Tooth Abscess Stages

tooth abscess stages - easton PA

Tooth Abscess Stages

A tooth abscess is a dental problem many patients deal with at one point in their life. An abscess is a mass of pus that grows within a tooth or the structures surrounding it. Tooth abscesses form as a result of a bacterial infection within the tooth, gums, or jaw bone. Infections of this kind may occur as a result of tooth decay, gum disease, or a mouth injury. A tooth abscess can worsen or spread to other parts of the body if left untreated. Understanding what causes a tooth abscess and the tooth abscess stages will help an individual avoid this dental problem. Below, Dr. Moghadam, an emergency dentist in Easton, PA, discusses the different factors of a tooth abscess.

What’s a Tooth Abscess?

A tooth abscess is a mass of pus that forms within a tooth or the structures surrounding it. They occur as a result of a bacterial infection in one of the following areas of the mouth: 

  • The pulp of the tooth, the innermost portion of the tooth, the gums, and the jaw bone.
  • Tooth decay from untreated cavities is the most common cause of tooth abscesses. They can, however, develop as a result of gum disease or an open wound in the mouth.

Tooth decay stages

An abscess is a form of tooth decay in its later stages. The various stages are as follows:

  1. Enamel decay is caused by damage to the tooth’s outermost layer. Some people have no symptoms, whereas others may have increased sensitivity to heat and cold. White spots on the teeth may be caused by enamel deterioration.
  2. Dentin decay: Degeneration of the layer under the enamel of the tooth. Some individuals may experience pain or sensitivity. In certain situations, a clear hole or cavity in the tooth can exist.
  3. Pulp decay occurs as bacteria penetrate deep into the tooth’s innermost layer. Bacteria in the pulp of the tooth may attack the nerve of the tooth, causing excruciating pain. When a nerve is damaged, a person will experience extreme pain at first, followed by no pain at all.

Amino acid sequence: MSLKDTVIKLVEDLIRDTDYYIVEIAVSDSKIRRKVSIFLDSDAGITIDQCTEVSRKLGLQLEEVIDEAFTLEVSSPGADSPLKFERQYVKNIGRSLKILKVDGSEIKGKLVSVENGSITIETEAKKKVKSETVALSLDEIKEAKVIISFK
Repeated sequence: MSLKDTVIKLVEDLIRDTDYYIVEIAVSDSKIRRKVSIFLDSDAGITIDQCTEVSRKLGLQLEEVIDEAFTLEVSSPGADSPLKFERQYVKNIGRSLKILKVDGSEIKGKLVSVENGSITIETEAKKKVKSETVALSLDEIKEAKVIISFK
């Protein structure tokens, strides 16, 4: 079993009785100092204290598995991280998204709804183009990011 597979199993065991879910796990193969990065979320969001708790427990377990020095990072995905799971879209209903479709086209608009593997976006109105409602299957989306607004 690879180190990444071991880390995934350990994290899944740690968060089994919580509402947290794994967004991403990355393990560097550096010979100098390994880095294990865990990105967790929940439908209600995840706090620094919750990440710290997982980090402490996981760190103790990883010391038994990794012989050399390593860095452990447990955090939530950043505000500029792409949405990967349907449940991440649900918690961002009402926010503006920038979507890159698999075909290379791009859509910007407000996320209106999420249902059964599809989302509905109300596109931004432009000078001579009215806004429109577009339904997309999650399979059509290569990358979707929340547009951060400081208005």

4. Abscess Form: An abscess develops in the later stages of tooth decay after the bacteria has reached the tooth pulp or has penetrated further into the gums or jawbone. Pressure near the tooth can be felt, as well as swelling and redness of the gums. Our friend, Dr. Josh Eastham, a dentist in Grand Junction, CO, says a serious abscess can also result in a fever.
  5. Tooth loss: A badly decayed tooth can break or fall out.

Symptoms of a Tooth Abscess

An abscess can cause the following symptoms:

  • Tooth pain that can spread to the jaw, ear, or face swelling of the mouth, face, or swollen lymph nodes around the face or neck generally feeling ill a broken tooth
  • Bacteria from a tooth abscess will spread to the bloodstream if not treated. This may lead to the development of a severe and potentially fatal infection known as sepsis.

The following are some of the signs of sepsis/infection:

  • Chills or fever
  • Rapid heartbeat rapid breathing shortness of breath
  • Dizziness, faintness, fatigue, or disorientation
  • Slurred speech
  • Diarrhea 
  • Vomiting and nausea
  • Extreme muscle ache

Causes of Tooth Abscess

Tooth abscesses form when bacteria in the mouth penetrate deep within a tooth or its surrounding structures and grow uncontrollably.

The following are some of the most common causes of a tooth abscess.

Cavities